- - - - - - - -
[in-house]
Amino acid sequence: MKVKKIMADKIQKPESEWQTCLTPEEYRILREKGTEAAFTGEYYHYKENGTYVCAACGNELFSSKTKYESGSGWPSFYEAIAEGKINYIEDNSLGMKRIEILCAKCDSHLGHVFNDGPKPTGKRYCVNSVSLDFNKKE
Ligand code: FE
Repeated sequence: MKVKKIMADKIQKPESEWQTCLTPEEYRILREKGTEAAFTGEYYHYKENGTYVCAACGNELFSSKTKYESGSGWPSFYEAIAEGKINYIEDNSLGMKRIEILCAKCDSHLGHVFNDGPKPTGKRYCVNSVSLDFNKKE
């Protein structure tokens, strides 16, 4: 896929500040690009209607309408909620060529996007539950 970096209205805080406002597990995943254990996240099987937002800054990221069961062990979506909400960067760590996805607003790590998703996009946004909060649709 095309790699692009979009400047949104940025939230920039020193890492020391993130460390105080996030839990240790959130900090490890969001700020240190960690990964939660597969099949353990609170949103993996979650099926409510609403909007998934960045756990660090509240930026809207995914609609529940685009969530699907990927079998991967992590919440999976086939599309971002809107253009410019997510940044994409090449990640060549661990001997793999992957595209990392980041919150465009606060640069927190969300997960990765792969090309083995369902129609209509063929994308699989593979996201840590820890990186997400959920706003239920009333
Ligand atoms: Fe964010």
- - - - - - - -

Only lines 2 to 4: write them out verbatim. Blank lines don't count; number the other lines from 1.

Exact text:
Amino acid sequence: MKVKKIMADKIQKPESEWQTCLTPEEYRILREKGTEAAFTGEYYHYKENGTYVCAACGNELFSSKTKYESGSGWPSFYEAIAEGKINYIEDNSLGMKRIEILCAKCDSHLGHVFNDGPKPTGKRYCVNSVSLDFNKKE
Ligand code: FE
Repeated sequence: MKVKKIMADKIQKPESEWQTCLTPEEYRILREKGTEAAFTGEYYHYKENGTYVCAACGNELFSSKTKYESGSGWPSFYEAIAEGKINYIEDNSLGMKRIEILCAKCDSHLGHVFNDGPKPTGKRYCVNSVSLDFNKKE